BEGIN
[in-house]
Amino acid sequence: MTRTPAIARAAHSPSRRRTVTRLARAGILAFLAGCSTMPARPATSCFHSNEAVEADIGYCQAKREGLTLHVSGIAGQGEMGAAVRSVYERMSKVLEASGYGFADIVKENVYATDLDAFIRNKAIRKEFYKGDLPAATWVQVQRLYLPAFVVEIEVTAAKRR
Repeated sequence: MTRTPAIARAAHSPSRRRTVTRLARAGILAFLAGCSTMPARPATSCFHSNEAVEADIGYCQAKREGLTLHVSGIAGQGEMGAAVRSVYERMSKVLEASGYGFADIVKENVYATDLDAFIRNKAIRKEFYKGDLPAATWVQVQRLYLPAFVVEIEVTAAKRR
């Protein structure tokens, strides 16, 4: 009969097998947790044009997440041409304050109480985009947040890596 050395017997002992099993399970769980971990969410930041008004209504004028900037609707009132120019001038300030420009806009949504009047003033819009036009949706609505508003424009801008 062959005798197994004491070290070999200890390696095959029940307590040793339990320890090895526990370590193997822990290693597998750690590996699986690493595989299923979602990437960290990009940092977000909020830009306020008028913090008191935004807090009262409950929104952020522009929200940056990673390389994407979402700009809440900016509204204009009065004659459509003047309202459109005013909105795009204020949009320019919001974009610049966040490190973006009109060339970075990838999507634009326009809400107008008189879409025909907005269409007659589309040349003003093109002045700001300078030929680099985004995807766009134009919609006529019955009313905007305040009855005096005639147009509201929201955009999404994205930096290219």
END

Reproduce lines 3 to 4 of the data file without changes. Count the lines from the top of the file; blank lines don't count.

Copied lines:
Repeated sequence: MTRTPAIARAAHSPSRRRTVTRLARAGILAFLAGCSTMPARPATSCFHSNEAVEADIGYCQAKREGLTLHVSGIAGQGEMGAAVRSVYERMSKVLEASGYGFADIVKENVYATDLDAFIRNKAIRKEFYKGDLPAATWVQVQRLYLPAFVVEIEVTAAKRR
């Protein structure tokens, strides 16, 4: 009969097998947790044009997440041409304050109480985009947040890596 050395017997002992099993399970769980971990969410930041008004209504004028900037609707009132120019001038300030420009806009949504009047003033819009036009949706609505508003424009801008 062959005798197994004491070290070999200890390696095959029940307590040793339990320890090895526990370590193997822990290693597998750690590996699986690493595989299923979602990437960290990009940092977000909020830009306020008028913090008191935004807090009262409950929104952020522009929200940056990673390389994407979402700009809440900016509204204009009065004659459509003047309202459109005013909105795009204020949009320019919001974009610049966040490190973006009109060339970075990838999507634009326009809400107008008189879409025909907005269409007659589309040349003003093109002045700001300078030929680099985004995807766009134009919609006529019955009313905007305040009855005096005639147009509201929201955009999404994205930096290219």